How to Treat Hypoglycemia

Your body needs fuel to run, just like a car. But instead of gas, your body’s systems run on glucose, a simple form of sugar. The hormones insulin and glucagon control the amount of glucose in your blood. When you don’t have enough glucose to fuel your body’s activities, you end up with hypoglycemia, or low blood sugar.

If you have diabetes you already know the signs of hypoglycemia. Weakness, hunger, sweating, and confu­sion are sure signals that your insulin level is out of bal­ance and your blood sugar is too low. You also know you should do something quickly to raise your blood sugar, like drinking orange juice or eating hard candy, or you might be heading for big trouble.

Treat Hypoglycemia

What if you don’t have diabetes but still get the symp­toms of hypoglycemia? You may have nondiabetic hypo­glycemia, which could be caused by several underlying conditions, or sometimes by an unknown factor. Or you may just be extra-sensitive to changes in your blood sugar level. Some doctors think this kind of hypo­glycemia is a forerunner to diabetes.

The immediate treatment is still the same. If you have that faint and weak feeling, you need to get something into your body that will raise your blood sugar to a normal level. If you don’t have any fruit juice or candy at hand, try one to two cups of milk, two to three tablespoons of sugar stirred into a glass of water, a piece of fruit, some crackers, or a piece of cake. Once your blood sugar is back to normal, eat a healthy meal with some protein included to ward off another hypoglycemia attack.

The long-range plan for hypoglycemia

That awful, sinking feeling of hypoglycemia can hit you at any time. If you are constantly surprised by it, try keeping a record of the circumstances surrounding the episode — what you were doing and what and when you ate before it happened. In both diabetic and nondiabetic people, hypoglycemia can be brought on by too much exercise, going too long without food, or drinking too much alcohol. If you take beta blocker medications, exer­cise is more likely to bring on hypoglycemia. People who are alcoholics or binge drinkers often have hypoglycemia. You can even get hypoglycemia from a Jamaican fruit called ackee if you eat it before it’s ripe.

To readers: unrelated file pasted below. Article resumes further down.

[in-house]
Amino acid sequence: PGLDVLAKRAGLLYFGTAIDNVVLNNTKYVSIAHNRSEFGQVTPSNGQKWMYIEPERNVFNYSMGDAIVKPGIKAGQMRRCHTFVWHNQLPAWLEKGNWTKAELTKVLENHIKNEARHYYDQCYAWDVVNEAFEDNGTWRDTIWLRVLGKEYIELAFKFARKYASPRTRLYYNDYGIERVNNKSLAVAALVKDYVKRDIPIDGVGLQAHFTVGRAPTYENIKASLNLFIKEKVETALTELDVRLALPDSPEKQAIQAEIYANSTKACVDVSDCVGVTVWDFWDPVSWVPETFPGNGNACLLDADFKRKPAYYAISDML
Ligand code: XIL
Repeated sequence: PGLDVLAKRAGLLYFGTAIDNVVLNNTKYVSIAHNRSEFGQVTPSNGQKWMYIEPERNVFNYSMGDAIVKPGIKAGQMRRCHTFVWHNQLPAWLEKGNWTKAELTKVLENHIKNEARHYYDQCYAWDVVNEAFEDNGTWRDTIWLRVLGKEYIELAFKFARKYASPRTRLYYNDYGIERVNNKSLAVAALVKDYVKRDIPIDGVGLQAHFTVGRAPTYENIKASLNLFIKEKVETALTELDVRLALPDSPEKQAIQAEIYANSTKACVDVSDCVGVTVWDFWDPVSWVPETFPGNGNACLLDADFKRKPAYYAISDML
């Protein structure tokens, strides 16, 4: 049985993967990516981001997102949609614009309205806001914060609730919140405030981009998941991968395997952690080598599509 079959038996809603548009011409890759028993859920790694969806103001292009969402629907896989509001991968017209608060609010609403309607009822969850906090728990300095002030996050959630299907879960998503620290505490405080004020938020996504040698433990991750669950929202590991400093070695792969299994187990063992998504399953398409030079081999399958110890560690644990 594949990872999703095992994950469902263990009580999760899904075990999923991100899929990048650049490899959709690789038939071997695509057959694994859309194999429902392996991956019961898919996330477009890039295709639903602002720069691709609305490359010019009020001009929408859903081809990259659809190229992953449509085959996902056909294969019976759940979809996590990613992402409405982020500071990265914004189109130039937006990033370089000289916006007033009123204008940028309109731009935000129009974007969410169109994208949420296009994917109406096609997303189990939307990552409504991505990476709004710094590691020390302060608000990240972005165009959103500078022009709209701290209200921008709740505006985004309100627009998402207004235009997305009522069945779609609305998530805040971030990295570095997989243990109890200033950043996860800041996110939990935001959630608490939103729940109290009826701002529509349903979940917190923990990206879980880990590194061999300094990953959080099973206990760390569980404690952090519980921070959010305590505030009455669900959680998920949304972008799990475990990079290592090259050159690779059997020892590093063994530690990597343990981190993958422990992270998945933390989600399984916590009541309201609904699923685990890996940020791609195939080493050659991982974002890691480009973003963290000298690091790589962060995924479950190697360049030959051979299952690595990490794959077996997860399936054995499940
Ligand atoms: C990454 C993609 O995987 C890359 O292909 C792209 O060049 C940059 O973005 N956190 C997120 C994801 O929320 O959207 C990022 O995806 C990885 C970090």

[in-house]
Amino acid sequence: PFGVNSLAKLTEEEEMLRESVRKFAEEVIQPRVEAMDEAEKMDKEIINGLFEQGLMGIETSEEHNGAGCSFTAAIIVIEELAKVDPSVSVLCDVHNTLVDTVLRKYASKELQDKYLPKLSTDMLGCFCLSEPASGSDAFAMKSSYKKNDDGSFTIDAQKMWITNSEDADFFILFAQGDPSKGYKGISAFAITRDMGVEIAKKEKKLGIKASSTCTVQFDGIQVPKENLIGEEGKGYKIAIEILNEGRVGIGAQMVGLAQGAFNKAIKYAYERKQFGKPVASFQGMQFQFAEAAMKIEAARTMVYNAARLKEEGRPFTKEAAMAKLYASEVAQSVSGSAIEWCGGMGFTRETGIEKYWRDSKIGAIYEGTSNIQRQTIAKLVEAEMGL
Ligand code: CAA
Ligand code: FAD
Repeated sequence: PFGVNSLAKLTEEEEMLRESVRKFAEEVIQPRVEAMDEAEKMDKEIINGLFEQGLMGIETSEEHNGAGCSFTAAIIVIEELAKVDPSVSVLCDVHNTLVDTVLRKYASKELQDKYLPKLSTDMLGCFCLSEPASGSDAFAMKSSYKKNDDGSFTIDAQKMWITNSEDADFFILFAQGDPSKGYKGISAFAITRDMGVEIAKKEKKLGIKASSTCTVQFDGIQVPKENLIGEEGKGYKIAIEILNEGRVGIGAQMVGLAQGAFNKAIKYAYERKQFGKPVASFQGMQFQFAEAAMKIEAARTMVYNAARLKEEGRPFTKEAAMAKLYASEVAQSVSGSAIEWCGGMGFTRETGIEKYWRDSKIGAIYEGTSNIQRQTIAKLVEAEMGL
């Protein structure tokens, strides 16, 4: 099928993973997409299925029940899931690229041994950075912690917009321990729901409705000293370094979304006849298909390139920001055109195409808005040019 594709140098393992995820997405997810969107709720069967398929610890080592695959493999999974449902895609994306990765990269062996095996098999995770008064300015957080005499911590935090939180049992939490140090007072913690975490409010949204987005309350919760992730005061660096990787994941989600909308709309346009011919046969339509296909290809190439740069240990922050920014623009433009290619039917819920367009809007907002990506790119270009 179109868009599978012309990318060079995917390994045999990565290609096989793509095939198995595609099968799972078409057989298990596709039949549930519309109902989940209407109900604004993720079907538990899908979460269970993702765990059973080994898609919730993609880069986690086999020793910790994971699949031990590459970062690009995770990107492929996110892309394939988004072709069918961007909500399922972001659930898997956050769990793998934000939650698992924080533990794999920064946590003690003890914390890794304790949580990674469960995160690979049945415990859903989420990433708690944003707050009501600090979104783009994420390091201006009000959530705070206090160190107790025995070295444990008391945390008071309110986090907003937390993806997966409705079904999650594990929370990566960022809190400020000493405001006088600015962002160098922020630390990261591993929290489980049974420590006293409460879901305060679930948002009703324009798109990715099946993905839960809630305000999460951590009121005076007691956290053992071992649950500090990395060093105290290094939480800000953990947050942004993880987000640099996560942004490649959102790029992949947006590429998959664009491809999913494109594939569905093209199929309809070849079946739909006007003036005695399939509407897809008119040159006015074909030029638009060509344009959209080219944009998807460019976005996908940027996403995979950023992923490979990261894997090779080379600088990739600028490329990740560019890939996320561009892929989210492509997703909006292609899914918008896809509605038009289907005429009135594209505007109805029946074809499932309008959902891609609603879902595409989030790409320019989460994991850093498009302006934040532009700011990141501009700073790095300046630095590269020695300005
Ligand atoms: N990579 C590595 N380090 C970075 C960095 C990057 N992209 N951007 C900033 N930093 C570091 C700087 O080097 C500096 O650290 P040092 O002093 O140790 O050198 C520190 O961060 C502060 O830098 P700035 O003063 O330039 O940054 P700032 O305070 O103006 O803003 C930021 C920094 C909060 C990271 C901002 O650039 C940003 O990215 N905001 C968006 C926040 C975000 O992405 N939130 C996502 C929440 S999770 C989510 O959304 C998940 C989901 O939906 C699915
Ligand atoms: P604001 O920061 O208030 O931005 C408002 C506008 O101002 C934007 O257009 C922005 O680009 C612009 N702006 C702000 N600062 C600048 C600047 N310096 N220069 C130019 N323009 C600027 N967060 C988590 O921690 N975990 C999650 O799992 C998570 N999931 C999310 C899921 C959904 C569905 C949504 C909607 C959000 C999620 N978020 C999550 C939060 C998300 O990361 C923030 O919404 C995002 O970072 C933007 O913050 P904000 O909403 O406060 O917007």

Some medical problems also cause low blood sugar. Liver disease, kidney failure, hormone or enzyme defi­ciencies, some cancers, and tumors of the pancreas can all make you shaky and dizzy. Pancreatic tumors are usually benign and can be successfully treated with surgery.

If you’re older, you may show much different symp­toms than someone younger than you. Depression, con­fusion, dizziness, incontinence, falling, weight loss, and paranoia are some of the frightening symptoms you might experience.

If you are diabetic, hypoglycemia can be life-threaten­ing. If you’re not diabetic, recurring hypoglycemia may not be life-threatening, but it can make your life compli­cated and unpredictable. It can also put your body under constant physical stress. Here are some things you can do to prevent unpleasant attacks of hypoglycemia.

  • Don’t leave home without it. A snack, that is. Carry hard candy or glucose tablets (available at your local drugstore) to help in a sugar crisis, but also carry a snack to eat at the proper time so you won’t have to deal with hypoglycemia. Crackers with peanut butter or cheese, a piece of fruit, or half a sandwich should do the trick.
  • Organize your eating. For people with hypo­glycemia, the best way to eat is in small doses. Eating five or six small meals a day instead of three big ones will keep your blood sugar on a more even keel.
  • Try more protein. This is a controversial area, but some people find that a diet high in protein and moderate to low in carbohydrates successfully treats hypoglycemia. Others advocate a diet high in unrefined carbohydrates. Either way, you should eat lots of fresh fruits and vegetables and stay far away from refined carbohydrates such as sugar and white flour. Save the candy and sweets for emergencies only.

  • Be careful of caffeine. Caffeine heightens the effects of hypoglycemia. If you’ve just had a big meal of carbohydrates and not much protein, a cup of coffee can bring on the symptoms of hypo­glycemia. It’s best to reserve caffeine for the times when you’re also eating protein, or avoid caffeine after a high-carbohydrate meal.
  • Exercise safely. If you tend to get hypoglycemia, you need to take special care when you exercise. Take a snack and emergency food (glucose tablets, candy, or fruit juice) just in case you need them. Try to exercise with a friend if possible, and be sure she knows the signs of hypoglycemia and can help you if necessary.

Watch out for the conditions in your life that can leave you feeling faint and weak. The biggest factor is one you have control over — your diet. What and when you eat can influence the level of sugar in your blood, and the level of energy in your life.

Filed Under: Health & Personal Care


About the Author: Andrew Reinert is a health care professional who loves to share different tips on health and personal care. He is a regular contributor to MegaHowTo and lives in Canada.

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